Lamport’s bakery algorithm takes care of the race conditions by assigning each thread a queue number when they are ready to access the critical sections of the program.Then, the threads will wait for their turn to enter the critical sections.

This diagram illustrates how Lamport’s bakery algorithm works.

lamport semaphore

Master node queues token requests FIFO.

Whenever a node wants to access a shared resource, it requests a token from master node. At first, node 2 becomes ready to enter CS (critical section) then node 3 and node 1 follow. Master node 0 queues token requests FIFO. Request and token are sent and received using MPI (Messaging Passing Interface).

AVA – An artificial intelligence project

AVA is an artificial intelligence project with a small supercomputer which will sport 16, 32 or 64 (or more) nodes of Raspberry Pi 3. Data mining applications will be concurrently distributed across the nodes. Each node has a local storage to cache the results temporarily while waiting for its turn to write the results to a share storage on the storage node. The transfer of result is atomic.

Communication and rendezvous among nodes will be synchronized using MPI. AVA will be developed in mixed-language environment. Ada is the main programming language to implement the distributed aspects of it with other components developed in Fortran and Python.


The nodes in AVA are organized in star topology with node 0 as the center or master node as depicted in the diagram above. The semaphore consists of several mesh files which contain information in the following format:

<node ID> <task ID> <message> <from node> <to node>

For example, if node 2 wants to send a REQ to node 1, followed by ACK sent from node 1 to node 2, the following will be presented:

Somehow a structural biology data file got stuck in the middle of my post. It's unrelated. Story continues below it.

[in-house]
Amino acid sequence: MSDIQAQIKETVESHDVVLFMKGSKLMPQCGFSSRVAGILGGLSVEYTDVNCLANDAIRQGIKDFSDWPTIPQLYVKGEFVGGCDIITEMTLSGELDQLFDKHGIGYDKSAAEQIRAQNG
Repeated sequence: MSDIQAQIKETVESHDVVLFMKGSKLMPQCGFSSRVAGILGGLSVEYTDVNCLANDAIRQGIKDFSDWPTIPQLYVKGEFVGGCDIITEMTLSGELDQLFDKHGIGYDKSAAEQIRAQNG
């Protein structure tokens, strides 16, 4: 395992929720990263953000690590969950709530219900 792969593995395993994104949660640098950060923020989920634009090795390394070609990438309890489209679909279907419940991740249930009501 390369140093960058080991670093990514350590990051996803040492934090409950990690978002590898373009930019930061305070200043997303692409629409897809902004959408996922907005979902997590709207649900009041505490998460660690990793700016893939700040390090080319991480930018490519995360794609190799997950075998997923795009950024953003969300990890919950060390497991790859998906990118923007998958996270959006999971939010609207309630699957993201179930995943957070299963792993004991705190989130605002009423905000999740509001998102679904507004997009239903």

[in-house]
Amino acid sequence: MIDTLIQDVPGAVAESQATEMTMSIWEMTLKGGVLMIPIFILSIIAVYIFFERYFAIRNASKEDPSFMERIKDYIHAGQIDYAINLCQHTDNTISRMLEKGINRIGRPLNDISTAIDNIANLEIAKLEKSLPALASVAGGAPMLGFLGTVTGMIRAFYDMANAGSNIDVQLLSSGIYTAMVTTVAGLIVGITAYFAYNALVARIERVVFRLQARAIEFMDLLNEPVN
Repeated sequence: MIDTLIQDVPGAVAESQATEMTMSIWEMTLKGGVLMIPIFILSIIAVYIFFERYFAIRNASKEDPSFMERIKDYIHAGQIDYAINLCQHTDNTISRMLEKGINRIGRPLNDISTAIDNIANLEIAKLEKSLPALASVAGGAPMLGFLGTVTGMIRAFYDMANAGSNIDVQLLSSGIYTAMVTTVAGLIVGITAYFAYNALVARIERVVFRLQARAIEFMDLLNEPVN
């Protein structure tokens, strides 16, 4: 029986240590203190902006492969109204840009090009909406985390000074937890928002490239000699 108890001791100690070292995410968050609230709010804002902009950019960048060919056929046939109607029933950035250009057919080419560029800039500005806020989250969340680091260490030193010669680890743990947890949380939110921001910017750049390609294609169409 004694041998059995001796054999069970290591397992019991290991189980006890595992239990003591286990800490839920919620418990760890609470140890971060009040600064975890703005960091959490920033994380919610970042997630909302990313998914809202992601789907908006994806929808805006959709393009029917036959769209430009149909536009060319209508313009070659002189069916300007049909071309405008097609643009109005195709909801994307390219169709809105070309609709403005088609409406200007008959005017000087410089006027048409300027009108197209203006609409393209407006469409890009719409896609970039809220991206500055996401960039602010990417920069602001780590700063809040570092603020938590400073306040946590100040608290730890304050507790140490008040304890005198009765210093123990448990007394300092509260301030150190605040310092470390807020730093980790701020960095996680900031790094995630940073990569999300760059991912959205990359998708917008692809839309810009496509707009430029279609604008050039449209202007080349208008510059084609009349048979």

0 T12 REQ 2 1
      1 T12 REQ 2 1
0 T12 ACK 1 2
      2 T12 ACK 1 2

T12 is the task identifier. In this case, the REQ is sent by task T12 from node 2 to node 0 requesting a rendezvous with node 1. Then, node 0 sends REQ to node 1. After receiving ACK from node 1, node 0 responds with an ACK to node 2 establishing the handshaking, ready to rendezvous.

The <message> is defined in package Semaphore as:

package Msg_IO is new Enumeration_IO (Msg); use Msg_IO;

Besides the REQ (Request) and ACK (Acknowledge), other messages are also implemented as LCK (Lock), REL (Release), ICS (In CS), OCS (Out CS), STO (Store to request for storage node), TRX (Transmit), RCX (Receive), TIO (Timeout), KIL (Kill dead processes), ZOM (Zombie or dead process) and ORP (Orphaned process). Do not confuse zombie process with orphaned process.

An example of storage request is demonstrated as below:

0 T12 REQ STO 2 3
      3 T12 REQ STO 2 3
0 T12 ACK STO 3 2
      2 T12 ACK 3 2

When a more complex state (or requirement) arises, for example, node 2 request storage to node 3 and request to transmit the same data to node 1, a more complex syntax is required:

<node ID> <task ID> <message> [<message>] <from node> <to node> [<message> [<message>]
      <from node> <to node>]


0 T12 REQ STO 2 3 REQ TRX 2 1
      3 T12 REQ STO 2 3
      1 T12 REQ TRX 2 1
0 T12 ACK STO 3 2
            2 T12 ACK STO 3 2
0 T12 ACK TRX 1 2
            2 T12 ACK TRX 1 2

In this case, the result from node 2 must be stored in a shared storage (node 3) and an exact copy of the result must be transmitted to node 1 for further processing. This is an atomic operation, no rendezvous can happen until both ACK STO and ACK TRX are received.

Any node can send REQ and wait indefinitely for ACK. To prevent this, Timeout can be implemented with the following syntax:

<node ID> <task ID> <message> [<message>] <from node> <to node> [<message> [<message>]
      <from node> <to node>] :<message> <parameter>

The mesh presentation will be:

0 T12 REQ STO 2 3 REQ TRX 2 1 :TIO 10.0
      3 T12 REQ STO 2 3 :TIO 10.0
      1 T12 REQ TRX 2 1 :TIO 10.0
0 T12 ACK STO 3 2 :TIO 10.0
            2 T12 ACK STO 3 2 :TIO 10.0
0 T12 ACK TRX 1 2 :TIO 10.0
            2 T12 ACK TRX 1 2 :TIO 10.0

The listener task on node 0 is defined as:

task type Listener is
   entry Start (ID : in Integer; Payload : in MutableArray);
   -- Initialization
   entry Forward (Destination : in Integer; Message : in Msg; From : in Integer;
                   To : in Integer);
   -- Propagate message through the network
   entry KILL;
   entry REQUEST;
   entry LOCK;
   entry RELEASE;
   entry IN_CS;
   entry OUT_CS;
   entry STORE;
   entry TRANSMIT;
   entry RECEIVE;

end Listener;

The implementation on AVA is still work in progress.

What do you think? If you have any suggestions or find this article helpful, please drop me a note.

This article is also published at LinkedIn and Medium.